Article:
Ezedoc - General Information:
Ezedoc is an anti-hyperlipidemic medication which is used to lower cholesterol levels. Specifically, it appears to bind to a critical mediator of cholesterol absorption, the Niemann-Pick C1-Like 1 (NPC1L1) protein on the gastrointestinal tract epithelial cells as well as in hepatocytes.
Ezedoc is in a class of lipid-lowering compounds that selectively inhibits the intestinal absorption of cholesterol and related phytosterols. Ezedoc, administered alone is indicated as adjunctive therapy to diet for the reduction of elevated total-C, LDL-C, and Apo B in patients with primary (heterozygous familial and non-familial) hypercholesterolemia. It is also used in combination therapy with HMG-CoA reductase inhibitors. Ezedoc has a mechanism of action that differs from those of other classes of cholesterol-reducing compounds (HMG-CoA reductase inhibitors, bile acid sequestrants, fibric acid derivatives, and plant stanols). Ezedoc does not inhibit cholesterol synthesis in the liver, or increase bile acid excretion but instead localizes and appears to act at the brush border of the small intestine and inhibits the absorption of cholesterol, leading to a decrease in the delivery of intestinal cholesterol to the liver. This causes a reduction of hepatic cholesterol stores and an increase in clearance of cholesterol from the blood; this distinct mechanism is complementary to that of HMG-CoA reductase inhibitors.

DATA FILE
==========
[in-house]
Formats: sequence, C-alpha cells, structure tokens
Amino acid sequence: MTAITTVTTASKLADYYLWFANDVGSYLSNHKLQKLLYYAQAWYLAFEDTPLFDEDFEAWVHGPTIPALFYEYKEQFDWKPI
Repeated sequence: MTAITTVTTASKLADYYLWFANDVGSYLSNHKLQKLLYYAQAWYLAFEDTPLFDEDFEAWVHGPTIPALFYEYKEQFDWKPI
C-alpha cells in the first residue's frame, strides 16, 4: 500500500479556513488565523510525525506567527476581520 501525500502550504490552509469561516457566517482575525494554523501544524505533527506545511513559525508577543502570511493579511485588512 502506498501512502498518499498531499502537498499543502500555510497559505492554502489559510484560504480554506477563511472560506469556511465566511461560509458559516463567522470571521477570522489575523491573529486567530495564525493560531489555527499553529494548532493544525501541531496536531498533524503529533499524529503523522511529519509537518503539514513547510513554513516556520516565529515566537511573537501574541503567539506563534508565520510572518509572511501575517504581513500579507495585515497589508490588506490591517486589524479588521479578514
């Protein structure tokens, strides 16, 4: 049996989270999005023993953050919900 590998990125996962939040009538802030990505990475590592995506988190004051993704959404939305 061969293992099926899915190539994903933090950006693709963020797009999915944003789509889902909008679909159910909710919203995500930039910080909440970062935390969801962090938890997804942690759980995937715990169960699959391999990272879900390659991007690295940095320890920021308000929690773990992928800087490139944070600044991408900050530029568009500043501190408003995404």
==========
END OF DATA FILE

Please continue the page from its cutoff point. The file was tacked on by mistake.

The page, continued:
Ezedoc for patients
Cholestyramine: Concomitant cholestyramine administration decreased the mean AUC of total ezetimibe approximately 55%. The incremental LDL-C reduction due to adding ezetimibe to cholestyramine may be reduced by this interaction.
Fibrates: The safety and effectiveness of ezetimibe administered with fibrates have not been established.